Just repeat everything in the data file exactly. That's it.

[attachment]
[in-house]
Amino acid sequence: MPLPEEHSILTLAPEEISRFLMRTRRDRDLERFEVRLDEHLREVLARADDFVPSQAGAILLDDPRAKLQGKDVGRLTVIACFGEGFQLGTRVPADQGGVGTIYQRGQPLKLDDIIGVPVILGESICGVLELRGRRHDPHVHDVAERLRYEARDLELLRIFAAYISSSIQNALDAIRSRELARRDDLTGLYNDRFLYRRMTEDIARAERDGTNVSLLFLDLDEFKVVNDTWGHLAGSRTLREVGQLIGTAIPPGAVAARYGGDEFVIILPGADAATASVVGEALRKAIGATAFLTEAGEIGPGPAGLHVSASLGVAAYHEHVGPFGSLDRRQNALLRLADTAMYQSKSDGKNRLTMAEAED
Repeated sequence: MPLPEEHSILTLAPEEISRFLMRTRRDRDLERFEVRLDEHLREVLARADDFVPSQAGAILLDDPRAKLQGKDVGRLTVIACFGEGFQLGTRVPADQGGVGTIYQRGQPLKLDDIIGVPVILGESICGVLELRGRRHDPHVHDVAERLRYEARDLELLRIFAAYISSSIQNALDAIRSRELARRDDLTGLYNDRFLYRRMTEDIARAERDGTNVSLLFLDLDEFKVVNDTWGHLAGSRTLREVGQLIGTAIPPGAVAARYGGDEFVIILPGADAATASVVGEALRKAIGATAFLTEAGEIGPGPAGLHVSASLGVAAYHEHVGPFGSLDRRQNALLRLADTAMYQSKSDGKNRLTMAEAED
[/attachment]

[in-house]
Amino acid sequence: MPLPEEHSILTLAPEEISRFLMRTRRDRDLERFEVRLDEHLREVLARADDFVPSQAGAILLDDPRAKLQGKDVGRLTVIACFGEGFQLGTRVPADQGGVGTIYQRGQPLKLDDIIGVPVILGESICGVLELRGRRHDPHVHDVAERLRYEARDLELLRIFAAYISSSIQNALDAIRSRELARRDDLTGLYNDRFLYRRMTEDIARAERDGTNVSLLFLDLDEFKVVNDTWGHLAGSRTLREVGQLIGTAIPPGAVAARYGGDEFVIILPGADAATASVVGEALRKAIGATAFLTEAGEIGPGPAGLHVSASLGVAAYHEHVGPFGSLDRRQNALLRLADTAMYQSKSDGKNRLTMAEAED
Repeated sequence: MPLPEEHSILTLAPEEISRFLMRTRRDRDLERFEVRLDEHLREVLARADDFVPSQAGAILLDDPRAKLQGKDVGRLTVIACFGEGFQLGTRVPADQGGVGTIYQRGQPLKLDDIIGVPVILGESICGVLELRGRRHDPHVHDVAERLRYEARDLELLRIFAAYISSSIQNALDAIRSRELARRDDLTGLYNDRFLYRRMTEDIARAERDGTNVSLLFLDLDEFKVVNDTWGHLAGSRTLREVGQLIGTAIPPGAVAARYGGDEFVIILPGADAATASVVGEALRKAIGATAFLTEAGEIGPGPAGLHVSASLGVAAYHEHVGPFGSLDRRQNALLRLADTAMYQSKSDGKNRLTMAEAED